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Rumble in Florida: A Preview of the Final 2012 Presidential Debate

BOCA RATON, FL - Mitt Romney and President Barack Obama will participate in their final face-to-face battle of the 2012 election cycle tonight at Florida's Lynn University. Like the two presidential debates before tonight's showdown, the candidates will debate for 90 minutes starting at 9 pm ET. The focus of tonight's debate will be on foreign policy, something very low on the priority list for voters according to Reuters. Romney, Obama and CBS News moderator Bob Schieffer will be seated together at a desk in the same format used for the vice presidential debate between Paul Ryan and Vice President Joe Biden two weeks ago in Kentucky. Schieffer has selected the following topics: "our longest war" in Afghanistan/Pakistan, Israel/Iran, America's role in the world, the changing Middle East and the new face of terrorism (two segments), and the rise of China and tomorrow's world.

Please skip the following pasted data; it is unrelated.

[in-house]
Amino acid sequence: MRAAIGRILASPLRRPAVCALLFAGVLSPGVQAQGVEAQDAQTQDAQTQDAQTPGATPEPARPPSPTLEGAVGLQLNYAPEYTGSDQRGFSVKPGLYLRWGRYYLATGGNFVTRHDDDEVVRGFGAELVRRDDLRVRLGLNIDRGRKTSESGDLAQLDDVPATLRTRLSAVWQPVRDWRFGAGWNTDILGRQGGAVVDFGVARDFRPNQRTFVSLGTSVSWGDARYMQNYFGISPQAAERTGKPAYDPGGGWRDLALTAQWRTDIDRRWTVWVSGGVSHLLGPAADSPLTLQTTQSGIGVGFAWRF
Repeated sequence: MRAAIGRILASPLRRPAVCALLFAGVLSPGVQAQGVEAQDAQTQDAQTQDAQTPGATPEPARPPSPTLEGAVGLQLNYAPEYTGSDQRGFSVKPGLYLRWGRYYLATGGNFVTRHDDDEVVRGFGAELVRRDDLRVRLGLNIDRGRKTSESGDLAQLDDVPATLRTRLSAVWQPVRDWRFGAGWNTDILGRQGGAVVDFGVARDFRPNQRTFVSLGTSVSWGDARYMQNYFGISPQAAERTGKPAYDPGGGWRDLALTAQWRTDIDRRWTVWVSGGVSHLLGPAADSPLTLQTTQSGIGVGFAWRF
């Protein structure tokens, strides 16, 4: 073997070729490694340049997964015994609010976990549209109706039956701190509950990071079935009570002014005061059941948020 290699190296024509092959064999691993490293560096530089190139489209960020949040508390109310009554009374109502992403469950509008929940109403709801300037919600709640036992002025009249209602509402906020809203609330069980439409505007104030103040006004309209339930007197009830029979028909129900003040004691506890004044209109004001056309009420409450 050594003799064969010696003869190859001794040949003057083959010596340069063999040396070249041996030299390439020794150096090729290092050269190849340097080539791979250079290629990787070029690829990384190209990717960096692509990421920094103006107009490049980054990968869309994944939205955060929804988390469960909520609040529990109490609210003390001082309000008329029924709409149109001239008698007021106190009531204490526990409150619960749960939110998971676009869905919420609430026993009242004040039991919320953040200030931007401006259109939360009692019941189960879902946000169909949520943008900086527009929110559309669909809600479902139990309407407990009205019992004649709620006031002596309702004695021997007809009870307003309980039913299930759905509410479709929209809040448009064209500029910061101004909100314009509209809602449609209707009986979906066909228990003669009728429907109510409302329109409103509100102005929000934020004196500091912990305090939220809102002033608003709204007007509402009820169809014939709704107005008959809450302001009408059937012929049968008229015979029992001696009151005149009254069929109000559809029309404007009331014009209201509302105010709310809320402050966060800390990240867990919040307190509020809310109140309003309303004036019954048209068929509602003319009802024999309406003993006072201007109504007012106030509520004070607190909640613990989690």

Mitt Romney - The media narrative in the spin room here in Boca Raton is that Mitt Romney isn't qualified when it comes to leading the United States on the topic of foreign policy. In the past two debates, Romney has been successful at pinning President Obama into a corner with his own failed policies while presenting his own ideas. While it is true Romney has little experience in the area of foreign policy, President Obama's ongoing cover-up of the terrorist attack on 9/11 in Libya is surely something Romney can use against him. Let's just hope this time moderator Bob Schieffer doesn't pull a Candy Crowley by getting in the middle of a fact check by stating the "facts" incorrectly. Tonight's debate format will benefit Romney, who is used to making big decisions and having discussions at board room tables and in a corner office. As we saw in the first debate, something Guy called an "epic destruction" of Obama, Romney does well when he can focus on a direct argument against Obama, rather than having to pay attention to other factors in room with a town hall style format. On substance, Romney has a binder full of hits he can take against Obama's foreign policy: 1) Handling of Libya: coverup, YouTube video claim, Hillary taking the hits, etc. 2) Obama's claims al Qaeda is "on the run" when they are actually making a comeback 3) Obama taking his "al Qaeda is weak" argument out of his campaign stump speeches 4) Obama's abandonment of Israel 5) Obama's failure to deal with Iran's nuclear progress 6) Obama's hypocrisy of claiming he would close Guantanamo Bay but kept it open 7) Egypt now being led by the Muslim Brotherhood. You can be sure Romney will also bring up President Obama's habit of bowing and apologizing to foreign leaders, after all, Romney did write a book called "No Apology." If the topic of Mexico comes up, Romney will have another chance to bring up the deadly Fast and Furious scandal, something Obama refused to discuss last week in New York.